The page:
A WHO response team had been sent to Kono to investigate a sharp rise in Ebola cases.
Ebola has killed 6,346 people in West Africa, with more than 17,800 infected.
Sierra Leone has the highest number of Ebola cases in West Africa, with 7,897 cases since the beginning of the outbreak.
The WHO said in a statement on December 10 that over 11 days in Kono, “two teams buried 87 bodies, including a nurse, an ambulance driver, and a janitor drafted into removing bodies as they piled up”.
Bodies of Ebola victims are highly infectious and safe burials are crucial in preventing the transmission of the disease.
The response team also found 25 people who had died in the past five days piled up in a cordoned section of the local hospital.
Dr. Olu Olushayo, a member of the WHO’s Ebola response team, said: “Our team met heroic doctors and nurses at their wits’ end, exhausted burial teams and lab techs, all doing the best they could but they simply ran out of resources and were overrun with gravely ill people.”
Health officials are worried that many of the Ebola cases in Kono have gone unreported until now.
“We are only seeing the ears of the hippo,” said Dr Amara Jambai, Sierra Leone’s Director of Disease Prevention and Control.
The district of more than 350,000 inhabitants had reported 119 cases up to December 9.
Authorities in Sierra Leone have decided to put Kono district on “lockdown” from 10 to 23 December to try and contain the outbreak.
During the lockdown, no-one will be able to enter or leave the district but they can move around freely within it.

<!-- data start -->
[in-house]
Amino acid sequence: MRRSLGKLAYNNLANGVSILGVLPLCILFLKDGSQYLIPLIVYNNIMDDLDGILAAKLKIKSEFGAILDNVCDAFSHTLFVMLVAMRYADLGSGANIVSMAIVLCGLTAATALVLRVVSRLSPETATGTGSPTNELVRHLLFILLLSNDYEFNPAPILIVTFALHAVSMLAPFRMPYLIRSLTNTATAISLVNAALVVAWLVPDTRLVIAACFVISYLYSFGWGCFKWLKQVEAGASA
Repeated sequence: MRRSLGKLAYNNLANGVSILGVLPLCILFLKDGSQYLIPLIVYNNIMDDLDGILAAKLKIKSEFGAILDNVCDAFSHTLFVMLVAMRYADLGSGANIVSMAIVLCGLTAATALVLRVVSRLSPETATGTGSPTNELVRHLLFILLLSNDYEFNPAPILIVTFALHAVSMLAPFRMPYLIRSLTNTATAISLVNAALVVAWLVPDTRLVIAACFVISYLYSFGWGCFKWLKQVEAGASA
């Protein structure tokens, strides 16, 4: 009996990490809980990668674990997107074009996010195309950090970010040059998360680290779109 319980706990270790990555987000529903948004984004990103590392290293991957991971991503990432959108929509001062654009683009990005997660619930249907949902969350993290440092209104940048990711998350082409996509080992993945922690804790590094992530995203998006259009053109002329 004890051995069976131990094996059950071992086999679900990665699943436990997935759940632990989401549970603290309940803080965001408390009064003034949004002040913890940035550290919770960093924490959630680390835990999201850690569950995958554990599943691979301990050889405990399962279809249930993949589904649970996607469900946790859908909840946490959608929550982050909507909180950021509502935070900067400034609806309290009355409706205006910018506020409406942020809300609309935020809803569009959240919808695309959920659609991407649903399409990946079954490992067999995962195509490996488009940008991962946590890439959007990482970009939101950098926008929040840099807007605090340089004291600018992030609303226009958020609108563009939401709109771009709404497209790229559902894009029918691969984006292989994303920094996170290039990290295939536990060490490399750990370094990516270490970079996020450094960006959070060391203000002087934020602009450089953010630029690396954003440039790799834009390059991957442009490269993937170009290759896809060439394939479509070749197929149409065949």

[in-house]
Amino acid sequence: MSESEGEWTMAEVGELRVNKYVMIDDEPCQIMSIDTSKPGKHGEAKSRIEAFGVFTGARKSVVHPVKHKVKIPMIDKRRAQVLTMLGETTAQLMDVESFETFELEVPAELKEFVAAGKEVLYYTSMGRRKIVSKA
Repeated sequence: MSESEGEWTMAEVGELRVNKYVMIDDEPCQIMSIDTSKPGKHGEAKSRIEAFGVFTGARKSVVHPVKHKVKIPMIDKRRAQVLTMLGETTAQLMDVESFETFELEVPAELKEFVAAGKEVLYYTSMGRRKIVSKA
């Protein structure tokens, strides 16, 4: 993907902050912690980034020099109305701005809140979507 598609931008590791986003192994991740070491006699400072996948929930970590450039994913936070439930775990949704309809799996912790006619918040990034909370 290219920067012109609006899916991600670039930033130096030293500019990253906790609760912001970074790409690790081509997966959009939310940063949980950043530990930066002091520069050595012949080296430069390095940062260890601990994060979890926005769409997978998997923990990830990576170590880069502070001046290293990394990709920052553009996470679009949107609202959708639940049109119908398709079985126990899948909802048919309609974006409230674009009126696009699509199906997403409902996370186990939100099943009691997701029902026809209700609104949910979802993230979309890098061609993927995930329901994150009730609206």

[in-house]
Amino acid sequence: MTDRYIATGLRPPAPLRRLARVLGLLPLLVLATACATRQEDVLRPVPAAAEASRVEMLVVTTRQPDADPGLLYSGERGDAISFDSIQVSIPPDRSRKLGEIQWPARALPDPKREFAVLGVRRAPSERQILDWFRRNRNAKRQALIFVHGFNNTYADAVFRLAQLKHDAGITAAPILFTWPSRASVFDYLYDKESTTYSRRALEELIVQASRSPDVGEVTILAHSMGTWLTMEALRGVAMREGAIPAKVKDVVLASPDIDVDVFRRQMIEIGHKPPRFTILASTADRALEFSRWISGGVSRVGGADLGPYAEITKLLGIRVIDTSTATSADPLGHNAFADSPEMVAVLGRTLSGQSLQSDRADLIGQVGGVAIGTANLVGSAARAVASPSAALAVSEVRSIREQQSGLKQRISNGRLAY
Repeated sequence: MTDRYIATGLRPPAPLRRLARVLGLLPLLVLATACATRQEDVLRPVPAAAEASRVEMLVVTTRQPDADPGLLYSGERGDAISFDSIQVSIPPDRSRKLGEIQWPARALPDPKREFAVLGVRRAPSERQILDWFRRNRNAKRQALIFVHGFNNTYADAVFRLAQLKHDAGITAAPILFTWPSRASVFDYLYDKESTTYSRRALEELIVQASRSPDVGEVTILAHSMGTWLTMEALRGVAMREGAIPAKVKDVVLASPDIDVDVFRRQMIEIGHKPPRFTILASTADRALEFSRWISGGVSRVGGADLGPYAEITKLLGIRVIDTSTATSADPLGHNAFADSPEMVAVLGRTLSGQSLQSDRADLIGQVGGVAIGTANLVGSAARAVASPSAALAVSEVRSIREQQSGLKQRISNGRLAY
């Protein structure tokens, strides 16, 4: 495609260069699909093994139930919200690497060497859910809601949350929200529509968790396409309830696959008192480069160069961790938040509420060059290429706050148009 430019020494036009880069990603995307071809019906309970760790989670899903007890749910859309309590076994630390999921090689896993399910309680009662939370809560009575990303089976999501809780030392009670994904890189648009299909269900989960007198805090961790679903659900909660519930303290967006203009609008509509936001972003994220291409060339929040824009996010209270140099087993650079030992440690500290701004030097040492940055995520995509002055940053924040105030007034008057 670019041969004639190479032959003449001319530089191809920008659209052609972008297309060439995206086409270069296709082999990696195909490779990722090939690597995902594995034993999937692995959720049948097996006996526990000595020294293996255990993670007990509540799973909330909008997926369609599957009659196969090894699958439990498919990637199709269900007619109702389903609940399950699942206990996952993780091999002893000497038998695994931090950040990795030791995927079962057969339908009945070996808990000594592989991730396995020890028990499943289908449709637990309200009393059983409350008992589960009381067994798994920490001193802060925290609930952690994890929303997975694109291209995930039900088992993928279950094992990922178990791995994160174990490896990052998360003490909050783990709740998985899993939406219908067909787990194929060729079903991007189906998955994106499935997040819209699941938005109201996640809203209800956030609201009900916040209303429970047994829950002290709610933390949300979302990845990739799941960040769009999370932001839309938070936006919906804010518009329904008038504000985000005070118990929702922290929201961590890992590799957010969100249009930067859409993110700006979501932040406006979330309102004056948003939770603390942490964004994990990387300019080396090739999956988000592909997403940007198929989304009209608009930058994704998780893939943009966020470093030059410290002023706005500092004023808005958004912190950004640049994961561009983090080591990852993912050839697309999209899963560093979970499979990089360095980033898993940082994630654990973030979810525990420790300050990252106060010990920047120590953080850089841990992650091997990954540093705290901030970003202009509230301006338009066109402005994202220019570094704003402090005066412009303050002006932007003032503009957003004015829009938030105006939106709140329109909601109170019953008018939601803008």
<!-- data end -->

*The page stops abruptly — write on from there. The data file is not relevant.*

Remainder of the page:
Health workers treating Ebola patients at a clinic in Sierra Leone have gone on strike, protesting about the government’s failure to pay an agreed weekly $100 “hazard payment”.
The staff includes more than 400 nurses, porters and cleaners.
The clinic, in Bandajuma near Bo, is the only Ebola treatment centre in southern Sierra Leone.
In Mali, a nurse and the patient he was treating earlier became the second and third people to die from Ebola there.
Nearly 5,000 people have been killed in the outbreak of Ebola in West Africa, mostly in Guinea, Liberia and Sierra Leone.
The World Health Organization (WHO) has declared the Ebola outbreak a global health emergency.
The Bandajuma clinic is run by medical charity MSF, which said it would be forced to close the facility if the strike continued.
About 60 patients had been left unattended because of the strike at the clinic in Bandajuma.
There are international staff at the clinic but they are unable to keep the clinic open on their own.
The staff, who are protesting outside the clinic, say the government agreed to the “hazard payments” when the facility was established but has failed to make any payments since September.
The money was due to be paid in addition to salaries the staff receive from MSF.
Earlier, the Malian authorities confirmed that a nurse and the patient he was treating at a clinic in Bamako had died.